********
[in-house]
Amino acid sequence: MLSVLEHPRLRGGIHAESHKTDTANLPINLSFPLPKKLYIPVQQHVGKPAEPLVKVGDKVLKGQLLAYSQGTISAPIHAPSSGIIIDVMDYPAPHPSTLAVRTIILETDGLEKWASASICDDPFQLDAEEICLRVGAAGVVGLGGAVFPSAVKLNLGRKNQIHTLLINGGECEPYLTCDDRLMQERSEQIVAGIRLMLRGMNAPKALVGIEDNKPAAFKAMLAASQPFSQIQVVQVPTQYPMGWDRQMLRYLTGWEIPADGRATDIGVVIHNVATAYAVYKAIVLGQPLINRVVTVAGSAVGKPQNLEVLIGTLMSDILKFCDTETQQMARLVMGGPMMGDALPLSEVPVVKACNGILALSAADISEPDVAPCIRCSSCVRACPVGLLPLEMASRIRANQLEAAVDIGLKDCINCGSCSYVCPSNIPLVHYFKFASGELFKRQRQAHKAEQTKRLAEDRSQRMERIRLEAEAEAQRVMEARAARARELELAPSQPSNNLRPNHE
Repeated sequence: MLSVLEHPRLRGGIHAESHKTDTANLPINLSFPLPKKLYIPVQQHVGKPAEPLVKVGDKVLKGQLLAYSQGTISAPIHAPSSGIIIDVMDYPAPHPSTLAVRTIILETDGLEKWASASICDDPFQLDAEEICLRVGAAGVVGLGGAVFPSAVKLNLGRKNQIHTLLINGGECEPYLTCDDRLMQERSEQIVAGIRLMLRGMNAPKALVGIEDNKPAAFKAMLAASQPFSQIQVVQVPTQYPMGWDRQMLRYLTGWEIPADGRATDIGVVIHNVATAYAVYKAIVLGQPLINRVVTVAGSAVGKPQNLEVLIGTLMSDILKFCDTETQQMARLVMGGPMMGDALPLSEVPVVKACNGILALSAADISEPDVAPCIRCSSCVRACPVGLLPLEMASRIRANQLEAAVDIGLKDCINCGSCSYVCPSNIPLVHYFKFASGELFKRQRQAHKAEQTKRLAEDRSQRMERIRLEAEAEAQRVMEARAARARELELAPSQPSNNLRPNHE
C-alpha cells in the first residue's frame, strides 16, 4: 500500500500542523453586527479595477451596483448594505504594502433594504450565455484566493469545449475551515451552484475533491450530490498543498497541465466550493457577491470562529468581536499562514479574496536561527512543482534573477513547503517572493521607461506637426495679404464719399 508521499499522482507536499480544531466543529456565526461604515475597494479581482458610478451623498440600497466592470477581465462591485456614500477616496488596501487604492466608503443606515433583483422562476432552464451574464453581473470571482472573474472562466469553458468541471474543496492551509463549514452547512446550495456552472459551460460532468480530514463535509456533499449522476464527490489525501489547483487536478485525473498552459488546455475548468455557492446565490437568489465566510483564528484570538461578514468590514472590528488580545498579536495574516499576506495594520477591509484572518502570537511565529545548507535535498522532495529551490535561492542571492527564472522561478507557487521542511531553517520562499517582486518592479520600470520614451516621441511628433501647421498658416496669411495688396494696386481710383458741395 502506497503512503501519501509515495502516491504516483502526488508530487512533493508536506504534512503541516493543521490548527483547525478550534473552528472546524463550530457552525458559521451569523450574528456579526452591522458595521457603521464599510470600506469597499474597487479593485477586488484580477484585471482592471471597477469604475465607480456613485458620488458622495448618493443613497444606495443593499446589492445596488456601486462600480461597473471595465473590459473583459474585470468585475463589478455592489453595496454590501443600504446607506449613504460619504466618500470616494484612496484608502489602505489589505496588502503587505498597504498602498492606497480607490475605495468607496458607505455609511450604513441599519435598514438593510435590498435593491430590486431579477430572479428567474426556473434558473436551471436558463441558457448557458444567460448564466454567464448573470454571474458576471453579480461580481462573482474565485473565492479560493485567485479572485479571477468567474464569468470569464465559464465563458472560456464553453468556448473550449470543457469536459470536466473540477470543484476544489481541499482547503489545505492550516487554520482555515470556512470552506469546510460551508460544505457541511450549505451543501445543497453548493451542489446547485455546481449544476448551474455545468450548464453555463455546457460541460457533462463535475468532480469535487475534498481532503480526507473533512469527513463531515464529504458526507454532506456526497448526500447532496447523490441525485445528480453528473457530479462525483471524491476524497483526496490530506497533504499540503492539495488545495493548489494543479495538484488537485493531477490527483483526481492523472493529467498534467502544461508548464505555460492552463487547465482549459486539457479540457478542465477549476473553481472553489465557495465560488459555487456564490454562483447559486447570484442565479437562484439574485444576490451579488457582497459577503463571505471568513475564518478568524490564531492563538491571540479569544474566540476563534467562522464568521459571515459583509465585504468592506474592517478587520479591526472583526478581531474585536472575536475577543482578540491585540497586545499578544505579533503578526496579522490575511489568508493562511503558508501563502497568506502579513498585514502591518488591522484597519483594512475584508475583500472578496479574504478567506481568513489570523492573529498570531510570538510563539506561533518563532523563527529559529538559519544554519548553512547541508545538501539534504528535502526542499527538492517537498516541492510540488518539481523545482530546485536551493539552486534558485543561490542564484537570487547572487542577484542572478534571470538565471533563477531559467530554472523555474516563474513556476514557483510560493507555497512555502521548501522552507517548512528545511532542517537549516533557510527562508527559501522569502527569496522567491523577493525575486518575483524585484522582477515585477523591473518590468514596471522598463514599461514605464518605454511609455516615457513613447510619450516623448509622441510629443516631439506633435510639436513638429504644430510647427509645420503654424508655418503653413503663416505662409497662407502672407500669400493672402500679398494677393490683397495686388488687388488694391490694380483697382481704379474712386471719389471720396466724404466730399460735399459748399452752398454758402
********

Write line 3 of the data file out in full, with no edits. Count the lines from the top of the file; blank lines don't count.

Repeated sequence: MLSVLEHPRLRGGIHAESHKTDTANLPINLSFPLPKKLYIPVQQHVGKPAEPLVKVGDKVLKGQLLAYSQGTISAPIHAPSSGIIIDVMDYPAPHPSTLAVRTIILETDGLEKWASASICDDPFQLDAEEICLRVGAAGVVGLGGAVFPSAVKLNLGRKNQIHTLLINGGECEPYLTCDDRLMQERSEQIVAGIRLMLRGMNAPKALVGIEDNKPAAFKAMLAASQPFSQIQVVQVPTQYPMGWDRQMLRYLTGWEIPADGRATDIGVVIHNVATAYAVYKAIVLGQPLINRVVTVAGSAVGKPQNLEVLIGTLMSDILKFCDTETQQMARLVMGGPMMGDALPLSEVPVVKACNGILALSAADISEPDVAPCIRCSSCVRACPVGLLPLEMASRIRANQLEAAVDIGLKDCINCGSCSYVCPSNIPLVHYFKFASGELFKRQRQAHKAEQTKRLAEDRSQRMERIRLEAEAEAQRVMEARAARARELELAPSQPSNNLRPNHE